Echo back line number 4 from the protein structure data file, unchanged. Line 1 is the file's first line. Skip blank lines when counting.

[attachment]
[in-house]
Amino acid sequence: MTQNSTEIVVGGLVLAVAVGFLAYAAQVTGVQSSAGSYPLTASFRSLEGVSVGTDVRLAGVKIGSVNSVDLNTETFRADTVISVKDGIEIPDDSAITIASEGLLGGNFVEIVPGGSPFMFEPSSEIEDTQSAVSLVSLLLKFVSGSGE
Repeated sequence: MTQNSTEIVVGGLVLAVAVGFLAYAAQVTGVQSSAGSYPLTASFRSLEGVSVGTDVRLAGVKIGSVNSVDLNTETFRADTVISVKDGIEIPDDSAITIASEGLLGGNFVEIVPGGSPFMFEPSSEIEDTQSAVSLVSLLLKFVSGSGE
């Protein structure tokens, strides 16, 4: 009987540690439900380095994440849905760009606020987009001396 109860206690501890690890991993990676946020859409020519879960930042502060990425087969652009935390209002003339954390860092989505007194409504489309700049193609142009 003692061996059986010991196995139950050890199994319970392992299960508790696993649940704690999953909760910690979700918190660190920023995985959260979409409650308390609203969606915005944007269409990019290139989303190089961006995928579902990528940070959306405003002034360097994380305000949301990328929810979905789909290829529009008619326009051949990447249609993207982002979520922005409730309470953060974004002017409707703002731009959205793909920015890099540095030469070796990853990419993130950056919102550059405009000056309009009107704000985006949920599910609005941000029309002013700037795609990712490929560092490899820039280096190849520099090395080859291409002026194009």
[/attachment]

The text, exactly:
């Protein structure tokens, strides 16, 4: 009987540690439900380095994440849905760009606020987009001396 109860206690501890690890991993990676946020859409020519879960930042502060990425087969652009935390209002003339954390860092989505007194409504489309700049193609142009 003692061996059986010991196995139950050890199994319970392992299960508790696993649940704690999953909760910690979700918190660190920023995985959260979409409650308390609203969606915005944007269409990019290139989303190089961006995928579902990528940070959306405003002034360097994380305000949301990328929810979905789909290829529009008619326009051949990447249609993207982002979520922005409730309470953060974004002017409707703002731009959205793909920015890099540095030469070796990853990419993130950056919102550059405009000056309009009107704000985006949920599910609005941000029309002013700037795609990712490929560092490899820039280096190849520099090395080859291409002026194009």